“We have to elevate ourselves and I think Donald Trump is the only president that I’ve seen in my adult life that is putting America’s citizens’ values front forward,” said Marte, who works in the banking industry.

    “No matter what, we can still get out of where we are and empower ourselves to make our lives better … He is putting that right in front of us.”

    Mirian Aguilar, a resident of New Brunswick, said: “Here in New Jersey we don’t see a candidate campaign targeting the Latino community.

    “The issue of immigration, which has always been important, was not even mentioned in the presidential or vice presidential debate. They have talked a lot about COVID, which has strongly affected us Latinos, but they do not say anything about specific help for people who do not have the luxury of working from home.”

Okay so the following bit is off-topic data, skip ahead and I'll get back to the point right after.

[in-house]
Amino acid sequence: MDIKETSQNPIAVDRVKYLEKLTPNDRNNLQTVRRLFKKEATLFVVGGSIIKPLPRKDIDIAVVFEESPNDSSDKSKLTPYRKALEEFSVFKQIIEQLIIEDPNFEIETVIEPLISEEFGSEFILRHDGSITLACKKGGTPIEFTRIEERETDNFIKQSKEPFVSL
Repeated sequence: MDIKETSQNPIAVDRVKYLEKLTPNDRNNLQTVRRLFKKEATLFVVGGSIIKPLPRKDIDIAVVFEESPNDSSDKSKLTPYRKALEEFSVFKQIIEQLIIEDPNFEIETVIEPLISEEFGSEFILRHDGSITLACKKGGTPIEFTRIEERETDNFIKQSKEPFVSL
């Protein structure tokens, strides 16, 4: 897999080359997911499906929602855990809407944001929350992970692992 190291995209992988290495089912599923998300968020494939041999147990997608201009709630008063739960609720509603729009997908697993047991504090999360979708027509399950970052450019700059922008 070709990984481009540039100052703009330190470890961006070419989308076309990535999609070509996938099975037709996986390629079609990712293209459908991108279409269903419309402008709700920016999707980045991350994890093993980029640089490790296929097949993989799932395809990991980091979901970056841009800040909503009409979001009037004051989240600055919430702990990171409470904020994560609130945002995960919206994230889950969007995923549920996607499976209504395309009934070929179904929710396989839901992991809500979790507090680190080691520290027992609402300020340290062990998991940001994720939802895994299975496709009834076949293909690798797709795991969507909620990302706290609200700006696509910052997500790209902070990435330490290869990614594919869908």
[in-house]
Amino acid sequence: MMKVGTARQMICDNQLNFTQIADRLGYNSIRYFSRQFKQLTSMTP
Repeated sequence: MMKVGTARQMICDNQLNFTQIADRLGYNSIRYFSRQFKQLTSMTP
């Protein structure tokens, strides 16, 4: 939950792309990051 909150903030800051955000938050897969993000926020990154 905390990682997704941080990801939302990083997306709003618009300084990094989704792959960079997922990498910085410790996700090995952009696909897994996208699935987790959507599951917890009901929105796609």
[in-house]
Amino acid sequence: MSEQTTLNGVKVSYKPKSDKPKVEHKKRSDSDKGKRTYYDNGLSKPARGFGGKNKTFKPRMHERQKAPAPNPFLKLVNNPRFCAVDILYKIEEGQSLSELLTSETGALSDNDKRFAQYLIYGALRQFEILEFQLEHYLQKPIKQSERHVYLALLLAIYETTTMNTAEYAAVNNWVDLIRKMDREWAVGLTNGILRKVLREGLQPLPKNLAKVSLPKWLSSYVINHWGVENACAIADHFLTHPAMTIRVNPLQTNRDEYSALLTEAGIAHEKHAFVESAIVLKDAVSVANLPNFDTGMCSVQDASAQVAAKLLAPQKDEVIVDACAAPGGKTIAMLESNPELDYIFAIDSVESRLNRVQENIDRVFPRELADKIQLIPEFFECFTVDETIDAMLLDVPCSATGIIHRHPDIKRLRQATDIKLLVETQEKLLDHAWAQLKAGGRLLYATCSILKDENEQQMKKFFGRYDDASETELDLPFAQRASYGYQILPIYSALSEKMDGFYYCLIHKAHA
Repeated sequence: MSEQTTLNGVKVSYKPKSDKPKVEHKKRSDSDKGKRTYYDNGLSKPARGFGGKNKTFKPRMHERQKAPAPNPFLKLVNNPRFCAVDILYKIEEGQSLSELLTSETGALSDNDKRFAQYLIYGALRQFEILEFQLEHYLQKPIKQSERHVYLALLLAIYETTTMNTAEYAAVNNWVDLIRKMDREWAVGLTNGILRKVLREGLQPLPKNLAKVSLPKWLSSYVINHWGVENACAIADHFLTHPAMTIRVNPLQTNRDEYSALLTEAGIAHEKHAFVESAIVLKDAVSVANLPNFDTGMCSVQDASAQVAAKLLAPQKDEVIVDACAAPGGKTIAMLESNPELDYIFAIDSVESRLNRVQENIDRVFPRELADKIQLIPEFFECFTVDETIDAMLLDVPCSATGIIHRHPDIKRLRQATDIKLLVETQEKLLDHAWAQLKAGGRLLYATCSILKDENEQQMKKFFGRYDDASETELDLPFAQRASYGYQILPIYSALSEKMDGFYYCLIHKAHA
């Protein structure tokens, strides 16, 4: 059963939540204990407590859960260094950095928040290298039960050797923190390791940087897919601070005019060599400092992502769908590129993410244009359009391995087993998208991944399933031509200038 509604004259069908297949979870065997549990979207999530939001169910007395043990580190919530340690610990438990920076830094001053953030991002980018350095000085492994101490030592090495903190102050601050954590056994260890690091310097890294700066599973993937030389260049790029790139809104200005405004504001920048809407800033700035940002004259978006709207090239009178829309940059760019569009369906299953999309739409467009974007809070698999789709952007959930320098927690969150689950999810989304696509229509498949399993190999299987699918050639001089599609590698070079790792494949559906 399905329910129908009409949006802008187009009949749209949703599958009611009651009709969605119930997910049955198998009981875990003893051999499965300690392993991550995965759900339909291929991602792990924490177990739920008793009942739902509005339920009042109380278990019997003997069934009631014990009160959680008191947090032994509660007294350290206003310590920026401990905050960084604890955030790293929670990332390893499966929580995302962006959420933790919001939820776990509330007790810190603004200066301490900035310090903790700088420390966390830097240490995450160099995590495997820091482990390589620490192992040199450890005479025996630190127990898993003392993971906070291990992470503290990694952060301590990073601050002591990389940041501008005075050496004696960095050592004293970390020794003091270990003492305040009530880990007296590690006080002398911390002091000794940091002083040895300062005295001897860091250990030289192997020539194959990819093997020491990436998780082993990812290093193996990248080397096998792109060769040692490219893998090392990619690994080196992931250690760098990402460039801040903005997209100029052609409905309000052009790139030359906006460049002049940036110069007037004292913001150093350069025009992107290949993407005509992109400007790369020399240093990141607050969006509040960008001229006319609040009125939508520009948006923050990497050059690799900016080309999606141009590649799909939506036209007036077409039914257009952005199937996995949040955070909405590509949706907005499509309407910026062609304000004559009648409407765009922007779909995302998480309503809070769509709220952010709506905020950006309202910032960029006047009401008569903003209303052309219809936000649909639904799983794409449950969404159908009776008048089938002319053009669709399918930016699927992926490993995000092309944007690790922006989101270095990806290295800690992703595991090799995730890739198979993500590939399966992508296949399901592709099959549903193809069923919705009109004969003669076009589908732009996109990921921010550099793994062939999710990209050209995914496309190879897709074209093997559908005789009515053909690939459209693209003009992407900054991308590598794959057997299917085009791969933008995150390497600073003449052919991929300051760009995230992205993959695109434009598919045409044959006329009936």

In interviews, Latinos who back Trump cite the president’s business background and the record employment numbers for Black and Hispanic Americans before the pandemic. They like the take-no-prisoners “energy” he brings to the office, even if that combative style has turned off other voters.

    Fernando Alonso, an attorney from Oradell whose parents emigrated from Cuba decades ago, said the violence that’s broken out at some racial justice protests has also turned off voters who may have memories of unstable, violent regimes in their home countries. Trump has blamed the unrest on Democrats.

    “Safety is really important to them,” said Alonso, who leads the Bergen County Hispanic Republican Association. “When they see those things on television, the riots, it’s not something they came to the United States to be part of.”